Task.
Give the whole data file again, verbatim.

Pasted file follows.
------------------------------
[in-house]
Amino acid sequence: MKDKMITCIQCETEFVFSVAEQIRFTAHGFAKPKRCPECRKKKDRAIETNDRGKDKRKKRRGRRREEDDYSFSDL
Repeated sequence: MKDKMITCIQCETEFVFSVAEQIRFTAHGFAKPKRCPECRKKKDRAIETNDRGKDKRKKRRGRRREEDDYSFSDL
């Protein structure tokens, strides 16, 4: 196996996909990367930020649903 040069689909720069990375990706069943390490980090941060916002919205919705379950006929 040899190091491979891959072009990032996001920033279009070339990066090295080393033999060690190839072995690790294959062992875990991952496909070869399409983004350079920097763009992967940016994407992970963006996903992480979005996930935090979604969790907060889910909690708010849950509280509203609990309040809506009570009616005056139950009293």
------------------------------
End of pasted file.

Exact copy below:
[in-house]
Amino acid sequence: MKDKMITCIQCETEFVFSVAEQIRFTAHGFAKPKRCPECRKKKDRAIETNDRGKDKRKKRRGRRREEDDYSFSDL
Repeated sequence: MKDKMITCIQCETEFVFSVAEQIRFTAHGFAKPKRCPECRKKKDRAIETNDRGKDKRKKRRGRRREEDDYSFSDL
């Protein structure tokens, strides 16, 4: 196996996909990367930020649903 040069689909720069990375990706069943390490980090941060916002919205919705379950006929 040899190091491979891959072009990032996001920033279009070339990066090295080393033999060690190839072995690790294959062992875990991952496909070869399409983004350079920097763009992967940016994407992970963006996903992480979005996930935090979604969790907060889910909690708010849950509280509203609990309040809506009570009616005056139950009293």